Fox CEO James Murdoch is worried about the collapsing ratings for pro football, but thinks the drop is due to “over saturation” and not because of the league’s constant protests during the national anthem.
Murdoch spoke at the Paley International Council Summit in New York on Thursday and blamed falling ratings on “how they’re licensing” the NFL, according to AdWeek.
In particular, Murdoch felt that the large number of games scheduled for Thursdays is too much viewing to ask of fans.
“So I do think the proliferation of Thursday availability — and the proliferation of football generally — does mean that you’re asking a lot from customers to watch Thursday,” Murdoch said. “And then they watch a lot more college football games on Saturdays, and then on Sundays, and then on Monday Night Football, etc. It’s a lot. So I do think that preserving the scarcity value of those events and that audience is something that is worth thinking about.”
Murdoch echoed the worries over the number of Thursday games heard recently from several other TV executives who were seen suggesting that the number of Thursday Night Football games should be cut from 18 per season to only eight.
NFL spokesman Joe Lockhart, though, discounted Murdoch’s statement by pointing out that Fox does not have broadcast rights to Thursday games, Pro Football Talk reported.
“That may be one of the reasons why he pointed to Thursday night,” Lockhart said.
Indeed, Lockhart insisted that the whole argument of over saturation is not an issue. “We are not oversaturated, though we will always look at that,” he said.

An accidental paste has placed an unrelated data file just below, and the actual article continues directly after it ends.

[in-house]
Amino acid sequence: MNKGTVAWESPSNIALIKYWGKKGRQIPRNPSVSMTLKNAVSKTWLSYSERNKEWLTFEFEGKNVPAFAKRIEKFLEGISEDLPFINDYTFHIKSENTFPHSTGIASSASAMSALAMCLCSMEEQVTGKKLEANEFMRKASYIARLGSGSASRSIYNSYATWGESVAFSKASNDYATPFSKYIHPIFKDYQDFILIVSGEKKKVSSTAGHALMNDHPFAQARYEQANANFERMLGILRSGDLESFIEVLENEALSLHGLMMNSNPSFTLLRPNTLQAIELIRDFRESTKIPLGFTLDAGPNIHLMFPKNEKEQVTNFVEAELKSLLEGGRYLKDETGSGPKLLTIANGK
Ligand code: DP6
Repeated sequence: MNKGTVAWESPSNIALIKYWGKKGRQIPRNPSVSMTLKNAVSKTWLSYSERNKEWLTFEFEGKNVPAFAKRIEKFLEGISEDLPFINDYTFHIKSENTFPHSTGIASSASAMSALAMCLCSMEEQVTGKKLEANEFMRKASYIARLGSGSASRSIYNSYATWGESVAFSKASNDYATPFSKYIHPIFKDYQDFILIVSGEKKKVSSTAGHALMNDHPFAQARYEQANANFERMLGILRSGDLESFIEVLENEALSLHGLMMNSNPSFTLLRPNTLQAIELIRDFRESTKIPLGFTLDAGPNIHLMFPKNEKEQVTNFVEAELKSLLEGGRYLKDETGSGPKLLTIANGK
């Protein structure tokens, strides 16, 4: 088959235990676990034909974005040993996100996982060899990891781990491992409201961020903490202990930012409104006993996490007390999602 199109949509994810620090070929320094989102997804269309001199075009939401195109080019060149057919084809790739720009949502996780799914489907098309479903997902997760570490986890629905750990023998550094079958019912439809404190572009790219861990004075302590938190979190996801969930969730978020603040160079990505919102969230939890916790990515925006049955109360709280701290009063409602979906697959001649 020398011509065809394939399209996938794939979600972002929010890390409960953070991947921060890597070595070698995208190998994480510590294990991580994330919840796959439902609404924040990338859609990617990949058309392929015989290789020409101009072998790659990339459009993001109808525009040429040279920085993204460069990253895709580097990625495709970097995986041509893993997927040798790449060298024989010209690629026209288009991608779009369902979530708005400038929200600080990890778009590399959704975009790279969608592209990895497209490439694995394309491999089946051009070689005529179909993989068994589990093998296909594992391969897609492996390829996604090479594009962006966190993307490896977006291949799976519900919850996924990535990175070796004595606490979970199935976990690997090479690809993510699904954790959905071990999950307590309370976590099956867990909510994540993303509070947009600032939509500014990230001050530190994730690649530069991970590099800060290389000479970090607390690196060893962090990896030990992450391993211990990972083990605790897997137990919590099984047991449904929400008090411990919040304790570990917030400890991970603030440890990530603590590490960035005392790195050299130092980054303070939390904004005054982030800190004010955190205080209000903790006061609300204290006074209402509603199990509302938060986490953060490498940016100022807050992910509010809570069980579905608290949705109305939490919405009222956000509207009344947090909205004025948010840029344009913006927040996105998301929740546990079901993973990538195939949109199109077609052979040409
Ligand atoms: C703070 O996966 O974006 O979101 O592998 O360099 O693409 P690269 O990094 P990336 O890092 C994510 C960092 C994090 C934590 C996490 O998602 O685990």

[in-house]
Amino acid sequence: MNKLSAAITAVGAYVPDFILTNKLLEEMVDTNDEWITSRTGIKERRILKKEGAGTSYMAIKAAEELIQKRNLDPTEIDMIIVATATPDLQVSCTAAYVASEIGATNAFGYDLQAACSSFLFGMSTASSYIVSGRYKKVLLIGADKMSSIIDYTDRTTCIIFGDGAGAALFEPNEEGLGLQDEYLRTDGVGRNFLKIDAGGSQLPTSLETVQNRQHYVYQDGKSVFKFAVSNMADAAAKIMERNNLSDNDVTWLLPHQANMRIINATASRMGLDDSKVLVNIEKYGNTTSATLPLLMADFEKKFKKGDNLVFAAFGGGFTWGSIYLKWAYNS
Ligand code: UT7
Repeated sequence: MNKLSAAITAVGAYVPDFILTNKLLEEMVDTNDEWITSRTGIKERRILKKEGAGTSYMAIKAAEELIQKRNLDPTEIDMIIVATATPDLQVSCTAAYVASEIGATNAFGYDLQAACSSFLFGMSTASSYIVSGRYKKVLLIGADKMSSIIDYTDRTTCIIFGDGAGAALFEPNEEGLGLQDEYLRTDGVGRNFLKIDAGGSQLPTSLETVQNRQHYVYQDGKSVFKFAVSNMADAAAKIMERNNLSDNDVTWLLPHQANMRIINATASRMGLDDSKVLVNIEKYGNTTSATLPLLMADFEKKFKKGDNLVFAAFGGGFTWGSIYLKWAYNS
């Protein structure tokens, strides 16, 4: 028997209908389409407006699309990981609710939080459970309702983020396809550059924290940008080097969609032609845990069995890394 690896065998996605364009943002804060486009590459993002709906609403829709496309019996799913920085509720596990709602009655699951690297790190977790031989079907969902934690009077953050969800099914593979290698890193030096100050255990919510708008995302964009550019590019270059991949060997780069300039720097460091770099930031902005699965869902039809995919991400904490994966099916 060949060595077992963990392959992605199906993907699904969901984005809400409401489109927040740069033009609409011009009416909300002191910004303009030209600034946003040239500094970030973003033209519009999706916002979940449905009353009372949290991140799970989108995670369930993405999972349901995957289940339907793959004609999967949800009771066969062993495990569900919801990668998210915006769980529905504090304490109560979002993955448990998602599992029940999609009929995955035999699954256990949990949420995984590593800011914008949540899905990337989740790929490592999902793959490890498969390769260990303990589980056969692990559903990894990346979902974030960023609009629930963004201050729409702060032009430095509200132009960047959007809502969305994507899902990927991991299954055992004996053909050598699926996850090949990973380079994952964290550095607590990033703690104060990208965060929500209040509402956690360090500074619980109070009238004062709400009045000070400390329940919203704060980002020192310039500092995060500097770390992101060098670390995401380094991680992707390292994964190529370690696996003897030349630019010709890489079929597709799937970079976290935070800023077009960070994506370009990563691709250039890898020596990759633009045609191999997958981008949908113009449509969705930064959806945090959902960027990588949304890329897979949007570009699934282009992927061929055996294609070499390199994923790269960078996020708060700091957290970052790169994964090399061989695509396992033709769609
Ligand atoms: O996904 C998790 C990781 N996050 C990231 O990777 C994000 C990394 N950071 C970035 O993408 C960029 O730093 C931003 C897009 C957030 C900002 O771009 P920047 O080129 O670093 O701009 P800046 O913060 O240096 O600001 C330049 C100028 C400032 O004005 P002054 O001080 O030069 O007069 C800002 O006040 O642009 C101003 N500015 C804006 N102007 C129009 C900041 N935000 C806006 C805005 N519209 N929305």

Neither Murdoch nor Lockhart addressed the national anthem protest issue, but the growth of protests have coincided with a massive loss of ratings since 2015. With the protests against the country starting in the 2016 season, this year’s numbers are down up to 20 percent or more depending on the game from the ratings earned in 2015.
Not everyone is discounting the effect the anthem protests are having on the league.
Dallas Cowboys owner Jerry Jones recently spoke about the anthem protests which have spread throughout the league and said that the NFL is suffering “negative” consequences over the continuing protests.
“There is no question,” Jones said last week. “There is no question the league is suffering negative effects from these protests.”
The falling ratings may also be cutting into the networks’ earnings.
In a recent report, financial agency Credit Suisse, CBS’ consistently plummeting game ratings will have a direct impact on the company’s earnings with the financial service warns that the ratings could cut CBS earnings by as much as five percent.
Credit Suisse isn’t alone in warning that the NFL’s fall from grace is bad for the TV networks’ bottom line.
In September, another report claimed that CBS, ESPN, Fox and NBC could take a $200 million hit to their estimated $2.5 billion in NFL advertising earnings if fans continue to turn away from their football habit.
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